Tools of Corruption

Tools of Corruption

Click below to access the downloadable article that goes with the exercises on this page. The goals listed in the articles and exercises are derived from the Virginia Standards of Learning (SOLs).

Download “The Tools of Corruption” Article

Section Objective:

Students will better understand the tools, techniques, methods and laws that have been put into and are still in practice to suppress the citizens power of political participation. 

Discussion Questions:

  • What changes and measures could be taken to offer greater opportunities for the public to vote on Election Days?
  • Have you been noticeably impacted by forms of voter suppression or corruption? How so?
  • What communities or interest groups do you believe use forms of voter suppression? Are there groups that do not employ these tools in any form?

Citations / Further Exploration:

Who’s Counting?: How Fraudsters and Bureaucrats Put Your Vote at Risk, John Fund and Hans von Spakovsky

The Embattled Vote in America: From the Founding to the Present, Allan J. Lightman

The Fight to Vote, Michael Waldman

Exercise: Let’s Take a Literacy Test

Subject(s): History, English

Goals: Students will be able to:

  • Identify political issues through discussion.
  • Explore the ethical and legal issues related to the access and use of information.
  • Analyze, compare and contrast multiple texts for content, intent, impact and effectiveness.


Copies of State of Louisiana Literacy Test, pens and pencils. One can be found here:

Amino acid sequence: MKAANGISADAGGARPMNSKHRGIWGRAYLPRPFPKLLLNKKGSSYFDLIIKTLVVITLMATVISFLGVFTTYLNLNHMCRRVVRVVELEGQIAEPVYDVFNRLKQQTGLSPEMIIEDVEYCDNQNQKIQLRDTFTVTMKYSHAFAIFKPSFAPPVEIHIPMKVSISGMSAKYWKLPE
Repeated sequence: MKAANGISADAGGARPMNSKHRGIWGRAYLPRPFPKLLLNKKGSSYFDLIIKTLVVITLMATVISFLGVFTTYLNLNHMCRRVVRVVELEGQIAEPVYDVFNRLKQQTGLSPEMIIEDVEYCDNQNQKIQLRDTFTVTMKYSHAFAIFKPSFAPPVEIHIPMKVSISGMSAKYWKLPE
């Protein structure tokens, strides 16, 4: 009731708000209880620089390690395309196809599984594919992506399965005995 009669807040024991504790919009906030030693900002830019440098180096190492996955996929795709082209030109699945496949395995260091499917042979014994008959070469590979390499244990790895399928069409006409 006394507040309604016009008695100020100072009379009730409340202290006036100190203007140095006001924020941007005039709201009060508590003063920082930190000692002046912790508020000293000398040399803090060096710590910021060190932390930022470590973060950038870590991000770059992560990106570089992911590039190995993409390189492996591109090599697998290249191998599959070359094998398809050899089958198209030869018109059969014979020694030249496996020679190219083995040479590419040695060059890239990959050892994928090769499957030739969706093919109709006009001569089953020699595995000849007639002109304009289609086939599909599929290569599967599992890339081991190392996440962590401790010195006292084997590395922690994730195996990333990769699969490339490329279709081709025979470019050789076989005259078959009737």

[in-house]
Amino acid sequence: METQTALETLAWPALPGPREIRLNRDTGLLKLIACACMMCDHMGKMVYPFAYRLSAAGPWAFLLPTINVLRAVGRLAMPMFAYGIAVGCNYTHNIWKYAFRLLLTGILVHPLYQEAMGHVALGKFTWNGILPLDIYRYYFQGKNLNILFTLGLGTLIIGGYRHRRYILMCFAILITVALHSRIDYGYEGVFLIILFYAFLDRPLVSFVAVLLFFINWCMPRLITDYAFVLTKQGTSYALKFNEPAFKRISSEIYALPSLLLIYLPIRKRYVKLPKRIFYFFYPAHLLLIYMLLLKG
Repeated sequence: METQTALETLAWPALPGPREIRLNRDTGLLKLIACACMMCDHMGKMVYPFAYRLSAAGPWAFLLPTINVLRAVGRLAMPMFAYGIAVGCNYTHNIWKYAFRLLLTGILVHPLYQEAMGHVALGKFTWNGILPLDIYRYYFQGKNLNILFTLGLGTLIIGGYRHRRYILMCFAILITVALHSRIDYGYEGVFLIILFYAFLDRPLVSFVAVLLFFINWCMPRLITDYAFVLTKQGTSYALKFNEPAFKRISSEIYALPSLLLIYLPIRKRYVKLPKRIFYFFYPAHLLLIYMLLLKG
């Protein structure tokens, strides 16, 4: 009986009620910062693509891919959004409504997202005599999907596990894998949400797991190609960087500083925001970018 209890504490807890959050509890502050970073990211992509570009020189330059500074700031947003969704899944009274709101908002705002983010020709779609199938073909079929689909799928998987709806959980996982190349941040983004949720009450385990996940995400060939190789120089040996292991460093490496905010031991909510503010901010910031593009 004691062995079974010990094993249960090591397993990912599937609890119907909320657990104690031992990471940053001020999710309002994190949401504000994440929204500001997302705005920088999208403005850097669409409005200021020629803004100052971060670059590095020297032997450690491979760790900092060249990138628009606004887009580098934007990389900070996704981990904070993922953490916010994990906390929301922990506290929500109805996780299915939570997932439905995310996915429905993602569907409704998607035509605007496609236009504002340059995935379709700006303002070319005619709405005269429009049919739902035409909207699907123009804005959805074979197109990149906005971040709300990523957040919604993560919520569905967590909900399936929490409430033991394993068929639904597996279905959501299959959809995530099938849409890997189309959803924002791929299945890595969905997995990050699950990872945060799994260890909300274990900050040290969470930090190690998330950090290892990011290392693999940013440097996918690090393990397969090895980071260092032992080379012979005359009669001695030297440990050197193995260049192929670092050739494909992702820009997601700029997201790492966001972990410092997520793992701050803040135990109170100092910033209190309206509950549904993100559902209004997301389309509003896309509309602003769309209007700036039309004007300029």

Set Up:

Hand each student a copy of the Literacy Test. Make sure each student has something to write with.

Discuss / Do:

  • What you have in front of you is an old literacy test from the state of Louisiana. This was given to any voter who could not prove a fifth-grade education. To be able to vote, the citizen would need to pass this test. As it states at the top of the page, students have ten minutes to complete this test and must answer all questions right to “pass.”
  • Students have ten minutes to silently take the test. The instructor should take the test themselves while their students are.
  • Review some of the harder/more confusing questions with students and how the instructions could possibly lead to multiple answers.
  • Why might states employ tests such as this one?
    • In practice, these tests were intended to disenfranchise racial minorities. Southern state legislatures employed literacy tests as part of the voter registration process starting in the late 19th century. The first formal voter literacy tests were introduced in 1890. At first, whites were generally exempt from the literacy test if they could meet alternate requirements that in practice excluded other minorities, such as grandfather clauses or finding of “good moral character.”


  • Do you feel that this test was fair and straight forward? Why or why not? Is it possible that it’s intentionally difficult? Why would it be so?